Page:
Intel's initial products were memory chips, including the world's first metal oxide semiconductor. Intel's introduction of the Pentium microprocessor in 1993 helped spur a significant expansion of the PC market. Intel supports processors for computer companies such as HP and Dell.
While it used to be the top semiconductor company by sales, Intel has faced stiff competition from the U.S. and abroad, such as from the number-one Samsung.
Wells Fargo rates the stock as an “outperform,” and the consensus is that the stock has room to rise, although out of 26 analysts, six do recommend to sell. In addition to the potential for some capital appreciation, the stock was paying a 2.13% dividend in February 2020.
3. Taiwan Semiconductor
Sales: $34.2 billion
Taiwan Semiconductor Manufacturing Company (TSM) claims to be the world's largest dedicated independent pure-play semiconductor foundry. Pure-play foundries only fabricate integrated circuits and do not have any in-house design capabilities. Many leading semiconductor companies outsource the manufacturing of their components to Taiwan Semiconductor to cut labor costs while investing capital in research and development.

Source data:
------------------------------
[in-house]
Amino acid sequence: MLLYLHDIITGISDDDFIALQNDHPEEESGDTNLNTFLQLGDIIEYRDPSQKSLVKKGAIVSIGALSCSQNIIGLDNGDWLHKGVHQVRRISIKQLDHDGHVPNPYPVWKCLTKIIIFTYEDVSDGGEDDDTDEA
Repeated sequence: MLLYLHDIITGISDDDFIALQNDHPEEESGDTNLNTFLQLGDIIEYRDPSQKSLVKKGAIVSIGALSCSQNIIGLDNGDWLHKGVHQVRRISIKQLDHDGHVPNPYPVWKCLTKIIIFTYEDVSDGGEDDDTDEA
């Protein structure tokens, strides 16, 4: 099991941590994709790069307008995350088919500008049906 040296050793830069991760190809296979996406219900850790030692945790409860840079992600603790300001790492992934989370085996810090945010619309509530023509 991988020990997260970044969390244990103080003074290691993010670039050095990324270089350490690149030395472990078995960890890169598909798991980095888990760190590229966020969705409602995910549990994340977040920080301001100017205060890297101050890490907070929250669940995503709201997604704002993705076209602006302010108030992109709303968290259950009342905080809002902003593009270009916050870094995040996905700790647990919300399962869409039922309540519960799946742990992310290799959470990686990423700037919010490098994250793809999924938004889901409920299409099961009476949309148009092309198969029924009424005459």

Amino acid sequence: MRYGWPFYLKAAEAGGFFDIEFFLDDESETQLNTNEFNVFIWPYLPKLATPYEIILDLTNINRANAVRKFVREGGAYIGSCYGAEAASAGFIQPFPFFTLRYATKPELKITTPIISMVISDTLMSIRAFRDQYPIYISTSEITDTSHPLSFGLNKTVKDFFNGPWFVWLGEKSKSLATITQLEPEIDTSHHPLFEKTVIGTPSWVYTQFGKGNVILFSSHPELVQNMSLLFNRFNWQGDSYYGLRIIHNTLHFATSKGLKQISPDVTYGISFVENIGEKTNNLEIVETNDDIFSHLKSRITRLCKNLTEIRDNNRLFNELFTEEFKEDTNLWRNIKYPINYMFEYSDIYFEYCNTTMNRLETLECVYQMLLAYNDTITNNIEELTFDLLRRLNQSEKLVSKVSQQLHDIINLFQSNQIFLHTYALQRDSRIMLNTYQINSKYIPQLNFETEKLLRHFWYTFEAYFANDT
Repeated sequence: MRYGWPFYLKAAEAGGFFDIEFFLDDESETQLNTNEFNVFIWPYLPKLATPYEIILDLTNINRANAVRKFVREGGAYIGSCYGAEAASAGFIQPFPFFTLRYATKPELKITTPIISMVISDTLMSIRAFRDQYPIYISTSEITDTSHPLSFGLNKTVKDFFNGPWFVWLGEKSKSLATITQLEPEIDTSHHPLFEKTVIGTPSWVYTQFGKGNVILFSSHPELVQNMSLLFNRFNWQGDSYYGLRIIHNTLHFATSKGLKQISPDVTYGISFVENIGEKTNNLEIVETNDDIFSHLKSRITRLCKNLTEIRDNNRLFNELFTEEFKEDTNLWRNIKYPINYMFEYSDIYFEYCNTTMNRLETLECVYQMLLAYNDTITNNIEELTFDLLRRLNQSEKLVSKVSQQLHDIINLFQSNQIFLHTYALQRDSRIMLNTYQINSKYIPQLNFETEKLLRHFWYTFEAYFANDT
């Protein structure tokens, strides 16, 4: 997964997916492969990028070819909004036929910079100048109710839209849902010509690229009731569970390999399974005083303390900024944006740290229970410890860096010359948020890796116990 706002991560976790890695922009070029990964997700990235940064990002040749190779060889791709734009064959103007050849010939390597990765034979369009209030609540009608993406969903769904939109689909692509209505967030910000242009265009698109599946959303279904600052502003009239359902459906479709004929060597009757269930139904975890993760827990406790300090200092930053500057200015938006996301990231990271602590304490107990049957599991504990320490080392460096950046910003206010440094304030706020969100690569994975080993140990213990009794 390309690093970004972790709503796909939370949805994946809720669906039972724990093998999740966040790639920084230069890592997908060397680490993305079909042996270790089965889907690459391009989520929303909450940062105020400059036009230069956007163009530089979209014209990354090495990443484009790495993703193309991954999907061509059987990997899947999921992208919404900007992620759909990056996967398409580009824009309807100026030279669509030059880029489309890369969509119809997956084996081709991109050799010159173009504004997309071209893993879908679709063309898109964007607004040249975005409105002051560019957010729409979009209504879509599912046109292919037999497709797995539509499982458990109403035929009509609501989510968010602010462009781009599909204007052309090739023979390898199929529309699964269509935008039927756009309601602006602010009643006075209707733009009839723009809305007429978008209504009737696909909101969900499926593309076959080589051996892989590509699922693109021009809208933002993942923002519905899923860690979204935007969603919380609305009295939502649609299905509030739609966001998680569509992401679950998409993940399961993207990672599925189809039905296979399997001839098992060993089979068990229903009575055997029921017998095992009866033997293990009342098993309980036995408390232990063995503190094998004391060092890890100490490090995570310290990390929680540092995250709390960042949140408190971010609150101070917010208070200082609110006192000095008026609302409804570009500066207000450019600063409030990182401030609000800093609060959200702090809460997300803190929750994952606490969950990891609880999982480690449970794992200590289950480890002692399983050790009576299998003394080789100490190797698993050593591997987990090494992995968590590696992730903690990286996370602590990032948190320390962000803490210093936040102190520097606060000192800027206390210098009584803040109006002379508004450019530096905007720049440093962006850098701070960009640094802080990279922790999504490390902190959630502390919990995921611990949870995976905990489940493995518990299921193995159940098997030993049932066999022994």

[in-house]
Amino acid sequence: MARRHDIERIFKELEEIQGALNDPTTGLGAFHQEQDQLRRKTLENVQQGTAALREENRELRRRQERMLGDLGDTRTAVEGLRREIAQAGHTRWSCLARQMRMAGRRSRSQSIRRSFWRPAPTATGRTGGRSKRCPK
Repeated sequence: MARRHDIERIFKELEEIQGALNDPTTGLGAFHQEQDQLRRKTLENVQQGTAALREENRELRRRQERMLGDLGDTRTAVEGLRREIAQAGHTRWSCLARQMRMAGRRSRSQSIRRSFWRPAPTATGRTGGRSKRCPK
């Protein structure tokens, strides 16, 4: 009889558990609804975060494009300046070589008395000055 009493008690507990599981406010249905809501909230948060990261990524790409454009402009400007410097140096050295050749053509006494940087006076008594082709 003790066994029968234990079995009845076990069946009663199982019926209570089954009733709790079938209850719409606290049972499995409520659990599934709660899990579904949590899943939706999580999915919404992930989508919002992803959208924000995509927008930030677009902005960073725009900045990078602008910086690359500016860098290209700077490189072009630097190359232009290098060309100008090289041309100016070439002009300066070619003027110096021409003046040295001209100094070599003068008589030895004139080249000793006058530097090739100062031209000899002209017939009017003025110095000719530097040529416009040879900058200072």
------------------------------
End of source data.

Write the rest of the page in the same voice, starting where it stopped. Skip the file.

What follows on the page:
This company has reported higher revenues in each of the last four years and operating income has been up for each of those years. The stock was paying a 2.4% dividend as of February 2020.
4. SK Hynix
Sales: $36.2 billion
This South Korean company makes and sells semiconductor products. It also is involved in automobile electronics, storage, and computing solutions. While it may not be a household name among American consumers, SK Hynix is one of the fastest-growing semiconductor manufacturers, and its chips are probably found in some of your newer electronic devices.
5. Micron Technology
Sales: $30.9 billion
Idaho-based Micron Technology (MU) markets semiconductor products on an international basis. Its products are used in computers, consumer electronics, automobiles, communications, and servers. It creates flash RAM products as well as rewritable disc storage solutions.
Sales: $16.5 billion